Another pioneer in the field, Howard Clinebell, PhD (Understanding and Counseling Persons with Alcohol and Drug and Behavioral Addictions, 1984), maintains that “we will never understand intoxication as a problem until we see it as a solution.” He also observes that the spiritual anxiety of the addict and alcoholic is “quieted” by the “pseudo-religious sense of oneness with themselves, others, and the divine spirit.” The addict and alcoholic attempt to satisfy spiritual needs with chemical means.
In the late 1980s Gerald May, MD (Addiction and Grace, 1988), a layman, reminded clergy of the major spiritual elements in addiction and called on them to utilize their tools in their ministry to the addicted. According to May, addicts and alcoholics attach themselves to things that appear to fill their spiritual void. Because intoxicants produce a good feeling they become substitutes for the authentically spiritual.
Stephen Anthrop (Alcohol and Substance Abuse: A Handbook for Clergy and Congregations, 1990), believes that we seek out things in our lives that appear to have apparent spiritual potential. When the spiritual potential is not activated, the person sees little reason to exist. Intoxicants become resources with apparent spiritual value: unfortunately, they can also become the primary source of value in the life of the addicted.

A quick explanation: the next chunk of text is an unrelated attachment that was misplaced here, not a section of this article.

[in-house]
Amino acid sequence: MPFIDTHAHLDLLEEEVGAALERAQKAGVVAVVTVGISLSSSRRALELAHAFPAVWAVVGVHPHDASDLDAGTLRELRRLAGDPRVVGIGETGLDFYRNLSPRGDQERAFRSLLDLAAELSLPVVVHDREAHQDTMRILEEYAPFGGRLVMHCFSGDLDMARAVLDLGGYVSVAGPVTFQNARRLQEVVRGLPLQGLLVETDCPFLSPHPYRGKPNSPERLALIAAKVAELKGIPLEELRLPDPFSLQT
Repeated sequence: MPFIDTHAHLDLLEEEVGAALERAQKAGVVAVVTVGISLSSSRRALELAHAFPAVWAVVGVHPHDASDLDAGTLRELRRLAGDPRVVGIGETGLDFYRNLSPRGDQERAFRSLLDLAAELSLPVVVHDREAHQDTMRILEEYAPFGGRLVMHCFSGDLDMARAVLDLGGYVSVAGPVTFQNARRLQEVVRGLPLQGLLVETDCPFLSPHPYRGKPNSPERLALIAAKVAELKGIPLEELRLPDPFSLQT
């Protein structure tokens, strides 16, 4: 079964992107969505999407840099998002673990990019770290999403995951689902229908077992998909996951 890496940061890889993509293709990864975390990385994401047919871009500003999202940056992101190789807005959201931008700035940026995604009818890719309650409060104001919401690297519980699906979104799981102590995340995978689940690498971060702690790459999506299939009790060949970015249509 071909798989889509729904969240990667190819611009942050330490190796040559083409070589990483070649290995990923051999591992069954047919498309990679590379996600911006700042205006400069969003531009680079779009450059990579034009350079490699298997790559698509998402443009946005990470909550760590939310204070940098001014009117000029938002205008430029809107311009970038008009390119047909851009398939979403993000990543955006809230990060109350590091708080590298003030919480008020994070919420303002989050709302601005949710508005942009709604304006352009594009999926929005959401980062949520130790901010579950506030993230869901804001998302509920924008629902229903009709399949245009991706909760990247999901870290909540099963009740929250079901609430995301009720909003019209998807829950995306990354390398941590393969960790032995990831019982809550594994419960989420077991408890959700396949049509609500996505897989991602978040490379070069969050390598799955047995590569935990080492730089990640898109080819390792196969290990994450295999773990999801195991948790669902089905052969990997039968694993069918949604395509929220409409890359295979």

Thomas Baker, D.Min. (Understanding the Spiritual Nature of Addiction, 1995), argues that both spirituality and intoxication involve a search for meaning, value, and purpose in life. All persons desire these, but addicts and alcoholics are afflicted with a unique spiritual hunger that they cannot seem to satisfy with traditional forms of spirituality. He also observes that addicts and alcoholics suffer greatly from estrangement and intoxicants seem to provide a sense of connectedness.
1. Andrew Sheehan, Chasing the Hawk: Looking for my Father, Finding Myself, (New York: Delacorte Press, 2001), 203.
2. An historical note: It was James’ book that Ebby Thacher gave to Bill Wilson (founders of A.A.) in November 1934 at Towns Hospital, NYC.
3. Offering Spiritual Support for Family or Friends (Caring Connections)
4. What is Substance Abuse Treatment? A Booklet for Families (Substance Abuse and Mental Health Services Administration)
5. Mind-Body Medicine: An Overview (National Center for Complementary and Alternative Medicine)